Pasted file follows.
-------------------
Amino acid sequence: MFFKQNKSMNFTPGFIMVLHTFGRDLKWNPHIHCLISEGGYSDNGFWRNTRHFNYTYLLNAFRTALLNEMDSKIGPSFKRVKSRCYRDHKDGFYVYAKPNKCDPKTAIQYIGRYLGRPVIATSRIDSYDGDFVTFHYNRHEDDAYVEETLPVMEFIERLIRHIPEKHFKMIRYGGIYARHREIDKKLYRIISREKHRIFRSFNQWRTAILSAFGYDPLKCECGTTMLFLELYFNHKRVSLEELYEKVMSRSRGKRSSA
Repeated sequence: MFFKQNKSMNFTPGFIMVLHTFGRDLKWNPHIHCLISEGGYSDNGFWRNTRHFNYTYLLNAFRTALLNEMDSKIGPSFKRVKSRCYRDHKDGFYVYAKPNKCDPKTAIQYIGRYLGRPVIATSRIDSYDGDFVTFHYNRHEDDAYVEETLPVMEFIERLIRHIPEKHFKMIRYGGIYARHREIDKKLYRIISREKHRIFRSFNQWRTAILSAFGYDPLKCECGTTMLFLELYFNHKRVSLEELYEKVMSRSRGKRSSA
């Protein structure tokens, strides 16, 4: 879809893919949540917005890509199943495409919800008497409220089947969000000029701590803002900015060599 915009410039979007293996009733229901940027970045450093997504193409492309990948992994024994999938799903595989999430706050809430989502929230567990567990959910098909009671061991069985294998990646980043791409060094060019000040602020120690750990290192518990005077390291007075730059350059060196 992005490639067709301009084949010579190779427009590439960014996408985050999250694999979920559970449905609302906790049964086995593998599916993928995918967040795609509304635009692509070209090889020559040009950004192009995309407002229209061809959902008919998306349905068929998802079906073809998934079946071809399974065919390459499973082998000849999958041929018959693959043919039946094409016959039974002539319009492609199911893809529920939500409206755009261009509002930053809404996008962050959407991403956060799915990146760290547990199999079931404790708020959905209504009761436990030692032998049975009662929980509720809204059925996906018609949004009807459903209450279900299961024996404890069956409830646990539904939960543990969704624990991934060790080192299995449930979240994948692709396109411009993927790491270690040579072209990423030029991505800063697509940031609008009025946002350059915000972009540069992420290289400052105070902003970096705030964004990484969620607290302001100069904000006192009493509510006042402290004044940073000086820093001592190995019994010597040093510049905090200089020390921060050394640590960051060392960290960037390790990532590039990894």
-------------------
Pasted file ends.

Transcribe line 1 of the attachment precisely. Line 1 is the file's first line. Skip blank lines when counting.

Amino acid sequence: MFFKQNKSMNFTPGFIMVLHTFGRDLKWNPHIHCLISEGGYSDNGFWRNTRHFNYTYLLNAFRTALLNEMDSKIGPSFKRVKSRCYRDHKDGFYVYAKPNKCDPKTAIQYIGRYLGRPVIATSRIDSYDGDFVTFHYNRHEDDAYVEETLPVMEFIERLIRHIPEKHFKMIRYGGIYARHREIDKKLYRIISREKHRIFRSFNQWRTAILSAFGYDPLKCECGTTMLFLELYFNHKRVSLEELYEKVMSRSRGKRSSA